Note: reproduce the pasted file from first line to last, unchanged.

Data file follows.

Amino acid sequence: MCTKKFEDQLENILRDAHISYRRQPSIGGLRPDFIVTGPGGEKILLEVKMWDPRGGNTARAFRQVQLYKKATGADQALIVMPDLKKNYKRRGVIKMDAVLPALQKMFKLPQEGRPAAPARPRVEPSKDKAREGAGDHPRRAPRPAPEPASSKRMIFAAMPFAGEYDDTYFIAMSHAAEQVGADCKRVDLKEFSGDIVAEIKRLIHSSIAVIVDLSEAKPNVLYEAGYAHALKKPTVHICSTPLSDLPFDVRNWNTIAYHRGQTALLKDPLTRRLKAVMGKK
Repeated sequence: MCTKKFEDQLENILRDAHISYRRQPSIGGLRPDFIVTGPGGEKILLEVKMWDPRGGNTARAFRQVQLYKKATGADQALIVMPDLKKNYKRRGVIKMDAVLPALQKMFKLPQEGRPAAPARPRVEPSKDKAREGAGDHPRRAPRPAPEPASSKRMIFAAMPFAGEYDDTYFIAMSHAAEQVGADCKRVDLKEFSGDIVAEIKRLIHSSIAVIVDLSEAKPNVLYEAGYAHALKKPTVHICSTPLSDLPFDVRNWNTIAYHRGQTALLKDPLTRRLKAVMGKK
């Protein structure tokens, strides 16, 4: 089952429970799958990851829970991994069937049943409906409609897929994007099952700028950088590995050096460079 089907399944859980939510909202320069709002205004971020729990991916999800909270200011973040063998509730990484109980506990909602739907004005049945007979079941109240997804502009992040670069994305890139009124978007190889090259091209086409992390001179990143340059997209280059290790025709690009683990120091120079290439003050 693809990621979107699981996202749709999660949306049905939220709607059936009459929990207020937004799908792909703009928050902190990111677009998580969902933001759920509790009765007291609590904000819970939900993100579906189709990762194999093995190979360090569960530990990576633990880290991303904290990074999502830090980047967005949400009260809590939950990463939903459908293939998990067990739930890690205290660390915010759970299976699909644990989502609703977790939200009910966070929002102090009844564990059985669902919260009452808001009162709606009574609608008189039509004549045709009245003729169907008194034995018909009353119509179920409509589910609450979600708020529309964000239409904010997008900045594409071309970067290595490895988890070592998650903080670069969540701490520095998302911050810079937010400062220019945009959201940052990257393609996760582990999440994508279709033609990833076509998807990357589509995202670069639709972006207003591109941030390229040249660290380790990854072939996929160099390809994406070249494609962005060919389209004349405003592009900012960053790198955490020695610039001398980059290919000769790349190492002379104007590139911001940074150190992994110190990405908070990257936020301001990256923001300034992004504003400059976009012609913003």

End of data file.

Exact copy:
Amino acid sequence: MCTKKFEDQLENILRDAHISYRRQPSIGGLRPDFIVTGPGGEKILLEVKMWDPRGGNTARAFRQVQLYKKATGADQALIVMPDLKKNYKRRGVIKMDAVLPALQKMFKLPQEGRPAAPARPRVEPSKDKAREGAGDHPRRAPRPAPEPASSKRMIFAAMPFAGEYDDTYFIAMSHAAEQVGADCKRVDLKEFSGDIVAEIKRLIHSSIAVIVDLSEAKPNVLYEAGYAHALKKPTVHICSTPLSDLPFDVRNWNTIAYHRGQTALLKDPLTRRLKAVMGKK
Repeated sequence: MCTKKFEDQLENILRDAHISYRRQPSIGGLRPDFIVTGPGGEKILLEVKMWDPRGGNTARAFRQVQLYKKATGADQALIVMPDLKKNYKRRGVIKMDAVLPALQKMFKLPQEGRPAAPARPRVEPSKDKAREGAGDHPRRAPRPAPEPASSKRMIFAAMPFAGEYDDTYFIAMSHAAEQVGADCKRVDLKEFSGDIVAEIKRLIHSSIAVIVDLSEAKPNVLYEAGYAHALKKPTVHICSTPLSDLPFDVRNWNTIAYHRGQTALLKDPLTRRLKAVMGKK
């Protein structure tokens, strides 16, 4: 089952429970799958990851829970991994069937049943409906409609897929994007099952700028950088590995050096460079 089907399944859980939510909202320069709002205004971020729990991916999800909270200011973040063998509730990484109980506990909602739907004005049945007979079941109240997804502009992040670069994305890139009124978007190889090259091209086409992390001179990143340059997209280059290790025709690009683990120091120079290439003050 693809990621979107699981996202749709999660949306049905939220709607059936009459929990207020937004799908792909703009928050902190990111677009998580969902933001759920509790009765007291609590904000819970939900993100579906189709990762194999093995190979360090569960530990990576633990880290991303904290990074999502830090980047967005949400009260809590939950990463939903459908293939998990067990739930890690205290660390915010759970299976699909644990989502609703977790939200009910966070929002102090009844564990059985669902919260009452808001009162709606009574609608008189039509004549045709009245003729169907008194034995018909009353119509179920409509589910609450979600708020529309964000239409904010997008900045594409071309970067290595490895988890070592998650903080670069969540701490520095998302911050810079937010400062220019945009959201940052990257393609996760582990999440994508279709033609990833076509998807990357589509995202670069639709972006207003591109941030390229040249660290380790990854072939996929160099390809994406070249494609962005060919389209004349405003592009900012960053790198955490020695610039001398980059290919000769790349190492002379104007590139911001940074150190992994110190990405908070990257936020301001990256923001300034992004504003400059976009012609913003």